The first day of London’s 13th Business Intelligence exhibition yesterday was noticeable by its lack of major announcements from big players, and a host of launches from the younger outfits. There were a few key exceptions, including Seagate Software’s plan to give out millions of 50-seat BI tool licenses for free (see related story). Cognos […]
The first day of London’s 13th Business Intelligence exhibition yesterday was noticeable by its lack of major announcements from big players, and a host of launches from the younger outfits. There were a few key exceptions, including Seagate Software’s plan to give out millions of 50-seat BI tool licenses for free (see related story). Cognos Inc was demonstrating its Visualizer tool, which evidently leverages human visual perception (read: draws pretty graphs based on data drawn from multiple sources), and Brio Technology Inc was showing off its Enterprise 6.0 suite, which it expects to start shipping next week.
The up-and-coming players were more evident. Two-year-old BI software vendor MineShare Inc announced version three of its suite, including a new object-oriented development tool and enterprise information portal (EIP). MineShare Navigator, the front-end, is essentially an extension to Microsoft Excel, which lets the user create reports against data cubes created using Architect, its warehouse creation tool, using a familiar environment. The MineShare layer is completely transparent to the end user, who only sees an Excel screen with additional menu functions. One addition is the ability to publish reports via email or to the back-end EIP tool, which creates personalized html pages based on reports created using Navigator. MineShare Objects is the second new addition to the suite, and adds a COM interface layer to allow the automation of report building. The launch coincided with the opening of its first European office, in London, headed up by Dr Nigel Geary, poached from Arbor Software. MineShare offers a three-day trial implementation proposal, in which it builds a BI system for prospective customers in three days, to show the benefits and speed of data reporting. The firm boasts that of its fourteen customers, only one backed out of the buy, going instead to main rival Arbor, which MineShare says, has lost five customers to it.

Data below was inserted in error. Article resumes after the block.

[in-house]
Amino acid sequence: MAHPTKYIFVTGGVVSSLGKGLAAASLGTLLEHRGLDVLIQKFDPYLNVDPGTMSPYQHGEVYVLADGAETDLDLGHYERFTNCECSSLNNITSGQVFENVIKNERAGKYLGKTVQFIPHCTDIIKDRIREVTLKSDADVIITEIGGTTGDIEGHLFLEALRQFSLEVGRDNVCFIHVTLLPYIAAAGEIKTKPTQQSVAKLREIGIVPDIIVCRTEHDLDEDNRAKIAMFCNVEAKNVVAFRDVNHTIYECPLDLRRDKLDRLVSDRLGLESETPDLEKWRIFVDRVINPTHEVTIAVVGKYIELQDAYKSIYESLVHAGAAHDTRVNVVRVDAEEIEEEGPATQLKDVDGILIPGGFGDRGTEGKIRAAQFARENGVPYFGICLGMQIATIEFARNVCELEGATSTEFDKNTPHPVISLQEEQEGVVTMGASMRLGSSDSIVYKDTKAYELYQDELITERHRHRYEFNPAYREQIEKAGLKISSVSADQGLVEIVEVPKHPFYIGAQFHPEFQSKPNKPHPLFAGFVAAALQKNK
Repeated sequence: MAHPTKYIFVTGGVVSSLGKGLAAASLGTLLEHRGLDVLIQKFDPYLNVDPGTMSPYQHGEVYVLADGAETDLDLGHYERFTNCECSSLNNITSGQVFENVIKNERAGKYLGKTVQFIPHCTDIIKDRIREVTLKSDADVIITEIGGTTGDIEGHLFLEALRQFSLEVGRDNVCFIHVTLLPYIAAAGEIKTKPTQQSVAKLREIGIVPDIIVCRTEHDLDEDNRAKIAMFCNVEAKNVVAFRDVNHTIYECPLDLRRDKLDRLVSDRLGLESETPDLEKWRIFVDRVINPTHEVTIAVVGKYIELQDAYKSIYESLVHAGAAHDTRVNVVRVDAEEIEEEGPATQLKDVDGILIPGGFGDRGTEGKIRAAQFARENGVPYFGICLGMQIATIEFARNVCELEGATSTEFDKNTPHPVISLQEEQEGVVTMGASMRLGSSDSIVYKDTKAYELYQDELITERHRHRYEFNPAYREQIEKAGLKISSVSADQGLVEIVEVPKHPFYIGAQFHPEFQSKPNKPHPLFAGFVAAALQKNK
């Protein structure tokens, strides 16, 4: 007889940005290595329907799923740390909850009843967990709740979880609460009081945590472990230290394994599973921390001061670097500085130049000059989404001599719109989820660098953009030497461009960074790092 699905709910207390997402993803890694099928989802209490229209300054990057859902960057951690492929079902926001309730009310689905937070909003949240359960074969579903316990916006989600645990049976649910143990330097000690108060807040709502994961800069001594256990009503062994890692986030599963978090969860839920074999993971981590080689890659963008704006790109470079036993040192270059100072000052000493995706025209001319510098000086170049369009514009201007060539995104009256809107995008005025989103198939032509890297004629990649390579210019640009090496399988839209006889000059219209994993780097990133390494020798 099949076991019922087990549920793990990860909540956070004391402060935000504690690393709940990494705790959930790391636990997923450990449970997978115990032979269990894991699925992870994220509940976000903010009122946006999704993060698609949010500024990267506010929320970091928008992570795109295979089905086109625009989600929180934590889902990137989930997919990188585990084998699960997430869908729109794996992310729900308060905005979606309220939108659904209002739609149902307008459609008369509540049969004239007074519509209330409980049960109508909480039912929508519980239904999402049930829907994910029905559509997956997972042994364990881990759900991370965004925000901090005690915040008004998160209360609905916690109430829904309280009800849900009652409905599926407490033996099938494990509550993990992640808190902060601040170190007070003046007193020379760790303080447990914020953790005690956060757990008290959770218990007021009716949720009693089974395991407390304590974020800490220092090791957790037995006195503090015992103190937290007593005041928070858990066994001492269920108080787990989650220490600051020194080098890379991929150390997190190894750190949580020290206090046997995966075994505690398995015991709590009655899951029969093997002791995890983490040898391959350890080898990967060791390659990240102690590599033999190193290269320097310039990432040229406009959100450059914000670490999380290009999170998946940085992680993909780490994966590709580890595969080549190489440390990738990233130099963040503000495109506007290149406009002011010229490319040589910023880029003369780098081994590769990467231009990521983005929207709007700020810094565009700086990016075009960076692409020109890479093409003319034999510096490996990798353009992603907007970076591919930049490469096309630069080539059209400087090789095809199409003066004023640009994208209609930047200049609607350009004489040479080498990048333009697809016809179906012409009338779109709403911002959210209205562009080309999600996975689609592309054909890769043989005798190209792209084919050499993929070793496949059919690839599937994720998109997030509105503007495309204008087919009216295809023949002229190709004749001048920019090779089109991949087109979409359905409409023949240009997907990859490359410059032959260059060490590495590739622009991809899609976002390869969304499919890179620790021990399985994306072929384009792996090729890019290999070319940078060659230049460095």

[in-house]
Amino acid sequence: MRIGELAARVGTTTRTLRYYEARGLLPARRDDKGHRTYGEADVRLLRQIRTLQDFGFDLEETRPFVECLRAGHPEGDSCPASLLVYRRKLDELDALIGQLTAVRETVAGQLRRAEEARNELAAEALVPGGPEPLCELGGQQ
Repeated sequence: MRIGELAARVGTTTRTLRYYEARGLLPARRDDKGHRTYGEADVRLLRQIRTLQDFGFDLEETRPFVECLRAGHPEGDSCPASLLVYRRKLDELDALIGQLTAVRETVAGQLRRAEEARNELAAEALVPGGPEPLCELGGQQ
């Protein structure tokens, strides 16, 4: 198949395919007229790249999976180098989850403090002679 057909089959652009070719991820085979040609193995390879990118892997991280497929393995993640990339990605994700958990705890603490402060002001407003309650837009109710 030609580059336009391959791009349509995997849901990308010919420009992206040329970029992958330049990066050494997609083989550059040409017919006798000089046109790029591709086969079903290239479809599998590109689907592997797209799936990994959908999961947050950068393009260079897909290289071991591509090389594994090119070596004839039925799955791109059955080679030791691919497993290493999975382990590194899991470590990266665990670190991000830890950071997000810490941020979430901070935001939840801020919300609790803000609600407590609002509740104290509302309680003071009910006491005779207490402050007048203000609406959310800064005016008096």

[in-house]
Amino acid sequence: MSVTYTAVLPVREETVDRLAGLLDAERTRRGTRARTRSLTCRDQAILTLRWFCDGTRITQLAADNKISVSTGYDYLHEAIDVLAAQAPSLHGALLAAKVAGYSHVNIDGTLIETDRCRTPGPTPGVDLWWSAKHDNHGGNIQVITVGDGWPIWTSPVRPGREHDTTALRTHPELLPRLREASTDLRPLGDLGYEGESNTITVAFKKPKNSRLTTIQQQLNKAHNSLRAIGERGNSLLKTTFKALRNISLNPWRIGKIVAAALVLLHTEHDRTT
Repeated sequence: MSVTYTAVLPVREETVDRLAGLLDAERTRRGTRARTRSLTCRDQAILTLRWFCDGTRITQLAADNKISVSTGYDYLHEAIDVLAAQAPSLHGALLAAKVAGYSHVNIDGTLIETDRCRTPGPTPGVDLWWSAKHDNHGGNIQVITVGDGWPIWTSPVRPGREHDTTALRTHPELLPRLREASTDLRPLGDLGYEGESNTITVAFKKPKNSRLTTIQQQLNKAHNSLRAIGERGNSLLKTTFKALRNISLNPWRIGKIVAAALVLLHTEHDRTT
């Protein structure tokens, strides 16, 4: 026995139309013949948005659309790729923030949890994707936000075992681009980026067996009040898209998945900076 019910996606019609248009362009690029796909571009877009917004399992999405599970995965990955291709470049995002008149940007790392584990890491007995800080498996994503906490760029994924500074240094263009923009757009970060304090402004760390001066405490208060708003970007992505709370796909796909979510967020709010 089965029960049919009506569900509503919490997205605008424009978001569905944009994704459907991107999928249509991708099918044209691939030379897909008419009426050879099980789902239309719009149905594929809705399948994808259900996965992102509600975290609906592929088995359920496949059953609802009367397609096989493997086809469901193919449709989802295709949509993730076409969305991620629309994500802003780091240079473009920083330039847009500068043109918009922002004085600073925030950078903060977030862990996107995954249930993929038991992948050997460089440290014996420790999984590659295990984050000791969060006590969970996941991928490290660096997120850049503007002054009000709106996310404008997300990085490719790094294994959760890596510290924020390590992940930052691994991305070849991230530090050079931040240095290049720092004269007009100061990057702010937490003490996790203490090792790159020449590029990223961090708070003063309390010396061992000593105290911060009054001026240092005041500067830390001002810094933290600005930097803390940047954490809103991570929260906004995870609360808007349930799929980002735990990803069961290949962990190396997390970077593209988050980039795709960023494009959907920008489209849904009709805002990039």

Data warehouse management tools vendor Pine Cone Systems Inc launched its Activity Tracker v1.0, an application which allows IT departments to monitor traffic to and from databases and warehouses in real time. The software monitors access to information in real-time to highlight possible bottlenecking of systems, and is marketed at users wishing to analyze help desk performance, service levels and access abuse. The product will be resold in the UK by GA Information Systems Ltd in a deal across the Pine Cone product range announced yesterday. The firm, founded by data warehousing father Bill Inmon, also announced a 30-day trial version of its Usage Monitor will be bundled by BMC Software Inc in its Enterprise Data Propagation suite.
UK firm WhiteLight Systems Ltd previewed its Analytical Application Server v2.0, to be released next month. The software allows the building of analytical applications using what WhiteLight calls IDP (Integrated Decision Processing). IDP is WhiteLight’s vision of the next stage of BI, a system which allows the large-scale extrapolation of possible future business performance based on past data and simulated potential business changes. The server product is independent of reporting tool (you can use Brio, Cognos, whatever) and data source, sitting between the two, letting business people program simulations using non-technical rules.